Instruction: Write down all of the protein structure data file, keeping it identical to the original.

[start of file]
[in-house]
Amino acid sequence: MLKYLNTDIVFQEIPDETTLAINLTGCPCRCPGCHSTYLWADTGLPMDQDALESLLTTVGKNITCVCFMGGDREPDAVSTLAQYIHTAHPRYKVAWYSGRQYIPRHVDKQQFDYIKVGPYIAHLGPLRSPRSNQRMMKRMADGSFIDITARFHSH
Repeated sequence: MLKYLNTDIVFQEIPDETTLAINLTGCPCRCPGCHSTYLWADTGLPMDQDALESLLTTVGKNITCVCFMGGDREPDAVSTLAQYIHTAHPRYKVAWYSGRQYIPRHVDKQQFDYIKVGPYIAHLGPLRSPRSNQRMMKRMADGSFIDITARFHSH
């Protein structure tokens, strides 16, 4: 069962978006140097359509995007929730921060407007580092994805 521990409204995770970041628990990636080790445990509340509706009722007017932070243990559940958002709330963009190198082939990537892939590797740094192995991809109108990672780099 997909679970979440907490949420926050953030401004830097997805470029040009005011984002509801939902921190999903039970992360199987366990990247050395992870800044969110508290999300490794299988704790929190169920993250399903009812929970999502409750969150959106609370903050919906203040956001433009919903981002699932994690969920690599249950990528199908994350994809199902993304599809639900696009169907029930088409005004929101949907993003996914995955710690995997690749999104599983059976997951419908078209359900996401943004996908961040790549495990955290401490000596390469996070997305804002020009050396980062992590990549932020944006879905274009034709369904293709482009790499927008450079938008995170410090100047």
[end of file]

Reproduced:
[in-house]
Amino acid sequence: MLKYLNTDIVFQEIPDETTLAINLTGCPCRCPGCHSTYLWADTGLPMDQDALESLLTTVGKNITCVCFMGGDREPDAVSTLAQYIHTAHPRYKVAWYSGRQYIPRHVDKQQFDYIKVGPYIAHLGPLRSPRSNQRMMKRMADGSFIDITARFHSH
Repeated sequence: MLKYLNTDIVFQEIPDETTLAINLTGCPCRCPGCHSTYLWADTGLPMDQDALESLLTTVGKNITCVCFMGGDREPDAVSTLAQYIHTAHPRYKVAWYSGRQYIPRHVDKQQFDYIKVGPYIAHLGPLRSPRSNQRMMKRMADGSFIDITARFHSH
């Protein structure tokens, strides 16, 4: 069962978006140097359509995007929730921060407007580092994805 521990409204995770970041628990990636080790445990509340509706009722007017932070243990559940958002709330963009190198082939990537892939590797740094192995991809109108990672780099 997909679970979440907490949420926050953030401004830097997805470029040009005011984002509801939902921190999903039970992360199987366990990247050395992870800044969110508290999300490794299988704790929190169920993250399903009812929970999502409750969150959106609370903050919906203040956001433009919903981002699932994690969920690599249950990528199908994350994809199902993304599809639900696009169907029930088409005004929101949907993003996914995955710690995997690749999104599983059976997951419908078209359900996401943004996908961040790549495990955290401490000596390469996070997305804002020009050396980062992590990549932020944006879905274009034709369904293709482009790499927008450079938008995170410090100047």